The Rationale for Substrate Reduction Therapy in Neuronopathic Gauchers Disease

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Enzyme replacement therapy is highly effective in the treatment of Type 1 Gauchers disease but it is unlikely to cross the blood-brain barrier to help Neuronopathic Gauchers disease. Bone marrow transplantation is more effective but risky. Therefore a different approach is required, explained Dr Ashok Vellodi, who runs the paediatric Gauchers Centre at Great Ormond Street Hospital, London at the UK Conference on 30 November 2003.

The theory of substrate reduction therapy is that it prevents the amount of lipids (fatty substance) being formed so that the patient's own enzyme can reduce the remaining accumulated lipids.

In preclinical trials on mice affected by Tay-Sachs disease and Sandhoff disease (which have similarities to neuronopathic Gauchers disease) and in experiments on cells in the laboratory, substrate reduction therapy has shown some success in being able to cross the blood-brain barrier. In Tay-Sachs mice, there has been evidence of less storage in the brain and fewer affected neurones. In a paper published by Dr Fran Platt and her colleagues at the Oxford Glycobiology Institute in 1999, Sandhoff mice fed with OGT918 (Zavesca) showed delayed symptom-onset and increased life expectancy.

However there are difficulties with using animal models which include inconsistent correlation with human disease and no animal equivalence of quality of life data. Experiments have not been carried out on mice models of Gauchers disease as the only Gauchers mouse model has no enzyme and for substrate reduction to work, there must be some existing enzyme produced in the body.

However trials with patients suffering from Type 1 Gauchers disease have shown that Zavesca has been effective in the treatment of non neuro-logical manifestations although there have been side effects of diarrhoea, neuropathy and tremor. It is not yet known how Zavesca crosses the blood-brain barrier. The brain has a very effective barrier to prevent toxic substances entering it and it is possible that Zavesca might reduce the storage or work in some other way.

Research is also being carried out in Israel by Prof Tony Futerman and his team to see if the inhibition of calcium uptake in the brain in a mouse model of Sandhoff disease causes the disease and whether treatment by Zavesca can prevent this.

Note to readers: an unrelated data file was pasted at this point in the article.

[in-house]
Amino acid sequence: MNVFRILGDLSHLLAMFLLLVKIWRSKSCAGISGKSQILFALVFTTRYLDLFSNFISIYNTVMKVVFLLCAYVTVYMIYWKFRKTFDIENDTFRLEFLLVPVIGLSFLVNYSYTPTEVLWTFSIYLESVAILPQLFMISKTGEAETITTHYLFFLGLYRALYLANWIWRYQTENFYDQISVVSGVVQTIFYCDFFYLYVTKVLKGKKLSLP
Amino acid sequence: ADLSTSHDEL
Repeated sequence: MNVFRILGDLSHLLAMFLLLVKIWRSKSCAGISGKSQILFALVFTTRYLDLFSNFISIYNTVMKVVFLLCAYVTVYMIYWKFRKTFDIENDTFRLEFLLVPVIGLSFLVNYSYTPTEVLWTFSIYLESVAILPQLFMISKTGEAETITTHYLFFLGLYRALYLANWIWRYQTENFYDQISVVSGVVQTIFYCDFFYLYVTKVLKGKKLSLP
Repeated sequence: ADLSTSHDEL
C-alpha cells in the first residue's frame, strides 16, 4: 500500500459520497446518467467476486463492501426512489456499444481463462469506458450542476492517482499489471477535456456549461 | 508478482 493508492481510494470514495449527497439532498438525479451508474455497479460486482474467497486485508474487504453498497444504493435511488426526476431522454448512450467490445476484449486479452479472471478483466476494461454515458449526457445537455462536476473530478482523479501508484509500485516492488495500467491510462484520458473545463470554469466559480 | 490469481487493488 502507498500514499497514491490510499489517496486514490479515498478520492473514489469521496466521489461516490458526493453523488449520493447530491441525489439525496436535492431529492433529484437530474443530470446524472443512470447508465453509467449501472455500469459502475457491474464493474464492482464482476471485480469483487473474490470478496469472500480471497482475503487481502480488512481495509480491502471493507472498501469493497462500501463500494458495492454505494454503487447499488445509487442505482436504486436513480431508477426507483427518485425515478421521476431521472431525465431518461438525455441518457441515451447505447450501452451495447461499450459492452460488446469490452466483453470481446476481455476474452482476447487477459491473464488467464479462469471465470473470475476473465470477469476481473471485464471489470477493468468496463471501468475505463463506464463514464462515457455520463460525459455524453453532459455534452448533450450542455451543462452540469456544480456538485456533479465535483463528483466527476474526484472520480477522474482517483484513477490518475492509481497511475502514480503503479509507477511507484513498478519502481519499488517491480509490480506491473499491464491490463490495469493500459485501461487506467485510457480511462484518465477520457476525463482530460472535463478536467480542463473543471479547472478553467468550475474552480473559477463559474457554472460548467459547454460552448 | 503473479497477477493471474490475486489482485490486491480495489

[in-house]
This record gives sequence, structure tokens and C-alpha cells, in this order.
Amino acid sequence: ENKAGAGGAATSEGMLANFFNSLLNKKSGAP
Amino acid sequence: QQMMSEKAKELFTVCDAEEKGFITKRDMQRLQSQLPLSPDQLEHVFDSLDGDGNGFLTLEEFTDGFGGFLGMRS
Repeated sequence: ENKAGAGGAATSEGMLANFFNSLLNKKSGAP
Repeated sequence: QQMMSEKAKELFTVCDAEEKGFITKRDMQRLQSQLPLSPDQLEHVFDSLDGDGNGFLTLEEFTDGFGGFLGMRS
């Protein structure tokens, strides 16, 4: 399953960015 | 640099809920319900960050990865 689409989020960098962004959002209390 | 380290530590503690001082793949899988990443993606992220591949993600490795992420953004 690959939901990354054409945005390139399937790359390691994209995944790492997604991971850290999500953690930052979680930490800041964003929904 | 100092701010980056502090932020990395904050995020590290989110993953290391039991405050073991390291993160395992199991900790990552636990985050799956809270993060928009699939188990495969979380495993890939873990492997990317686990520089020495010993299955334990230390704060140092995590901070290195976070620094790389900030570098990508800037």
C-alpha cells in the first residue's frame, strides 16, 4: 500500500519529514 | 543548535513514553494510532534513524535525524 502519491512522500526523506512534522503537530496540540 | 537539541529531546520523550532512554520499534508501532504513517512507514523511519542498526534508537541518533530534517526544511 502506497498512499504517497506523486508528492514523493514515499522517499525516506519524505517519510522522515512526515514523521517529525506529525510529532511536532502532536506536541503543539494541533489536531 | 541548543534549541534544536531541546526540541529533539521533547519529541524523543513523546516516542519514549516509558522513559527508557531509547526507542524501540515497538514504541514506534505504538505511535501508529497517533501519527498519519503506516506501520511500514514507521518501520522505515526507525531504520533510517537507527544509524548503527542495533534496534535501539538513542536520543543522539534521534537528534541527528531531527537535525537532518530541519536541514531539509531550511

Proposed randomised trial of Zavesca in Type 3 Gauchers disease

The trial to see if Zavesca can help reduce or prevent neurological symptoms in patients with Type 3 disease is taking place at two centres (Great Ormond Street Hospital in London and at the NIH in the USA).

The randomised study will take one year. Patients will either take the drug or not take it when they will be used as a control group (on a 2:1 ratio). There will be no placebo drug and all patients will switch over to the drug after one year. The study is sponsored by the Celltech Group (which has taken over Oxford GlycoSciences). Zavesca is marketed by Actelion Pharmaceuticals.

One pill of 100mg is about 15 mm long and therefore some children might find it hard to swallow. The dose is 200mg to be taken three times a day. The pills cannot be crushed as the taste is too bitter. In fact only one child has been unable to swallow the drug. It is hoped that an oral dispersible preparation will be developed soon.

The trial requires 30 patients. So far eight children in the USA and 10 in the UK have entered the trial. Twelve have been randomised to receive the drug and five are acting as controls. The youngest child is 2 years old. Recruitment will continue in 2004. Diarrhoea and weight loss has not been major problems so far.

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Source: Gauchers News March 2004.
© Copyright Gauchers Association 2004.